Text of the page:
Sometimes Wives Tales are True

December 21, 2009

I actually learned this from Suzanne who is to be trusted on things of this sort.

The Mythbusters say it isn’t true but Bon Appetit says it is….  Having used the trick myself I can say that it works for me.

Bon Appetit

A friend recently asked how long she could store an opened bottle of Champagne or sparkling wine in the fridge. While it’s best to consume the bottle within hours of opening for optimal freshness, there are two options for storing bubbly in the refrigerator. The first, and most effective, is a Champagne stopper, which hermetically seals in freshness and effervescence for up to four days. The second method, frowned upon by wine snobs the world over and dismissed as an old wives’ tale, is to dangle the handle of a silver or silver-plated spoon into the bottle. I’ve found that the bubbly retains its fizz for about 24 hours, though it’s admittedly not as sprightly as when it was initially opened. But it is a fun and stylish party trick. Better yet, to avoid the issue altogether, finish the bottle—or look for producers offering half-bottles (375 ml) or half-splits (187 ml).

Lifehacker said this…

If you can’t finish a bottle of champagne after you’ve popped the cork, don’t dump it down the drain. Here’s a handy trick that might keep it fizzy and drinkable for at least another day.

Photo by Velo Steve.

Bon Appetit’s Heather John says grab a metal spoon and drop the handle into the neck of the champagne bottle. (A fork should work just as well, but skip the knife because you don’t want the utensil falling all the way into the bottle. )

John says that although the spoon-in-the-bottle trick has kept her champagne fresh for as long as 24 hours, it’s often denounced as nothing more than an old wives’ tale. The industrious folks over at Kumkani Wines decided to find out for themselves and ran a little experiment to find out whether this method really works. After what must have been an exhausting trial apparently involving a crate of champagne, a camera, and several weekends of imbibing (“It was a struggle, but we’ll do anything for science,” notes one of the, uh, researchers), they drew some final conclusions.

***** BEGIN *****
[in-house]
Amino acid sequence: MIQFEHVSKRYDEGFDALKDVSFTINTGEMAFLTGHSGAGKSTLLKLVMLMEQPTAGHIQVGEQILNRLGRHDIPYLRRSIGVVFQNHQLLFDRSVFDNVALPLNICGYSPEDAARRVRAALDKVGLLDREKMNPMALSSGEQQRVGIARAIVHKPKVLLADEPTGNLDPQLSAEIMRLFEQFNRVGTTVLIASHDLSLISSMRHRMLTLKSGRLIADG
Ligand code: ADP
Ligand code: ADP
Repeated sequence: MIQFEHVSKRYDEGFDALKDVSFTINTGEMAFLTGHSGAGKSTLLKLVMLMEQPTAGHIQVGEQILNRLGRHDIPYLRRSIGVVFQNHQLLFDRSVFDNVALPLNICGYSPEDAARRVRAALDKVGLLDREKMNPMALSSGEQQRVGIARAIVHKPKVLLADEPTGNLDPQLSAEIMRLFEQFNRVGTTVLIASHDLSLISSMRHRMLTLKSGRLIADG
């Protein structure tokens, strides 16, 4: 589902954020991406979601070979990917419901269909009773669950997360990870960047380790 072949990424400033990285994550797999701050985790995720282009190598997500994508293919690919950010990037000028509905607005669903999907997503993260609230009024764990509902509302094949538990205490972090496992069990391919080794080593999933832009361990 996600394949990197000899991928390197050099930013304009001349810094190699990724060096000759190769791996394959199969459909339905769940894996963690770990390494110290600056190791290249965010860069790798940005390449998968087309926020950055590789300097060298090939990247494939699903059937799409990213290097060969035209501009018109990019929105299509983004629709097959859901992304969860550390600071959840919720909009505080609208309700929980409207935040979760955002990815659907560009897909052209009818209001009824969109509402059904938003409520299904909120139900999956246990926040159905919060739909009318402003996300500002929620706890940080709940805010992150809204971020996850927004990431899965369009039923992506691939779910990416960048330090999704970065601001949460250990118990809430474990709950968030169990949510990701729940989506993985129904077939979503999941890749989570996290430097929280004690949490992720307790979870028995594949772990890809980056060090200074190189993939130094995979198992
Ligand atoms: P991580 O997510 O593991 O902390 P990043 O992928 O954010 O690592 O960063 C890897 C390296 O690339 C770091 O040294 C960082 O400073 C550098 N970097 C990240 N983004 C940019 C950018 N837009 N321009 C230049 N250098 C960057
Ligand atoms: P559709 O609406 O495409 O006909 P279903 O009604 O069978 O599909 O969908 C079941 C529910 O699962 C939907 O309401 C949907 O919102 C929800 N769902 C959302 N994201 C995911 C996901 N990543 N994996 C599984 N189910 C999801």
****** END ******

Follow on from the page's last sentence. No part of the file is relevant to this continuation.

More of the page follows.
It turns out that putting a metal spoon in the neck of a champagne bottle does preserve much of its effervescence. The team also came up with a potential theory for why it works:

What we think is happening is that the spoon is acting as a radiator and when it hangs in the bottle, the air inside the neck of the bottle cools faster than the air inside a bottle without the spoon. Because we had measured the temperature drop inside each bottle we could confirm this.

Now, colder air is denser than warmer air, so the bottle with the spoon gets a ‘cold plug‘ on top of the wine sooner than the bottle without the spoon. The weight of this colder denser air means that less gas can escape so the bubbles are preserved. In addition, cold bubbly keeps more of its carbon dioxide in solution than warm.

Have you ever tried this method with leftover champagne? Got any extra insight on why it might work? More to the point, who actually ever has leftover champagne? Isn’t that like leaving one cookie in the bag? Enlighten us in the comments.

Update: Several readers are pointing out that MythBusters tackled the spoon trick and called it a myth, but for whatever it’s worth—and as our own intern Dustin points out—the MythBusters test is far more subjective than the Kumkani test. We’ll have to call this one inconclusive until we try it out ourselves.

Jeannette gave me this to keep my champagne bubbling…

Here’s to bubbly champagne.

Night.

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